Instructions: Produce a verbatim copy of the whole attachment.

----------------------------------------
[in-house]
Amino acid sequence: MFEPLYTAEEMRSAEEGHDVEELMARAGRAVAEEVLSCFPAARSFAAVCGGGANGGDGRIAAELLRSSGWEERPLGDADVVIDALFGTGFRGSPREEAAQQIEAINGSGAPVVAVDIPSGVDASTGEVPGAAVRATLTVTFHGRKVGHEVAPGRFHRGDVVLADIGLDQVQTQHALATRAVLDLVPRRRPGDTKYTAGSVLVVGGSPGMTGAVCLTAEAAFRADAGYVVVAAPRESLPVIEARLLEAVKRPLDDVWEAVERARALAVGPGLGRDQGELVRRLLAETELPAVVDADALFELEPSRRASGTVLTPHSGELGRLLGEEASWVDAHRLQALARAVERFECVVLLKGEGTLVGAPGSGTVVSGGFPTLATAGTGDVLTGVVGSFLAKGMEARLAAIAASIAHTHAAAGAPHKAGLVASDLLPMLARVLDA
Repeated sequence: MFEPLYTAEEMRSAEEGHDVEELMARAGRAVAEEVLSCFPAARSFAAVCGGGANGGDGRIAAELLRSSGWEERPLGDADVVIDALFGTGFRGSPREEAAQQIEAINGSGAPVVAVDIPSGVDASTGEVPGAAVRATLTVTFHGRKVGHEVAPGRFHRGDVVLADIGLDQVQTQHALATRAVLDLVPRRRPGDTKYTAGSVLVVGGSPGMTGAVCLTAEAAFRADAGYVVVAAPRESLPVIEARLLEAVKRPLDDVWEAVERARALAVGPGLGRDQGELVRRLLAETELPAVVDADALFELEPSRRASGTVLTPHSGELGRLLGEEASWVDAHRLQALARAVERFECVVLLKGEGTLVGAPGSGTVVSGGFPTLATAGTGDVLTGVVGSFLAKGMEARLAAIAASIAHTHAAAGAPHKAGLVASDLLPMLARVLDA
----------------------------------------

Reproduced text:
[in-house]
Amino acid sequence: MFEPLYTAEEMRSAEEGHDVEELMARAGRAVAEEVLSCFPAARSFAAVCGGGANGGDGRIAAELLRSSGWEERPLGDADVVIDALFGTGFRGSPREEAAQQIEAINGSGAPVVAVDIPSGVDASTGEVPGAAVRATLTVTFHGRKVGHEVAPGRFHRGDVVLADIGLDQVQTQHALATRAVLDLVPRRRPGDTKYTAGSVLVVGGSPGMTGAVCLTAEAAFRADAGYVVVAAPRESLPVIEARLLEAVKRPLDDVWEAVERARALAVGPGLGRDQGELVRRLLAETELPAVVDADALFELEPSRRASGTVLTPHSGELGRLLGEEASWVDAHRLQALARAVERFECVVLLKGEGTLVGAPGSGTVVSGGFPTLATAGTGDVLTGVVGSFLAKGMEARLAAIAASIAHTHAAAGAPHKAGLVASDLLPMLARVLDA
Repeated sequence: MFEPLYTAEEMRSAEEGHDVEELMARAGRAVAEEVLSCFPAARSFAAVCGGGANGGDGRIAAELLRSSGWEERPLGDADVVIDALFGTGFRGSPREEAAQQIEAINGSGAPVVAVDIPSGVDASTGEVPGAAVRATLTVTFHGRKVGHEVAPGRFHRGDVVLADIGLDQVQTQHALATRAVLDLVPRRRPGDTKYTAGSVLVVGGSPGMTGAVCLTAEAAFRADAGYVVVAAPRESLPVIEARLLEAVKRPLDDVWEAVERARALAVGPGLGRDQGELVRRLLAETELPAVVDADALFELEPSRRASGTVLTPHSGELGRLLGEEASWVDAHRLQALARAVERFECVVLLKGEGTLVGAPGSGTVVSGGFPTLATAGTGDVLTGVVGSFLAKGMEARLAAIAASIAHTHAAAGAPHKAGLVASDLLPMLARVLDA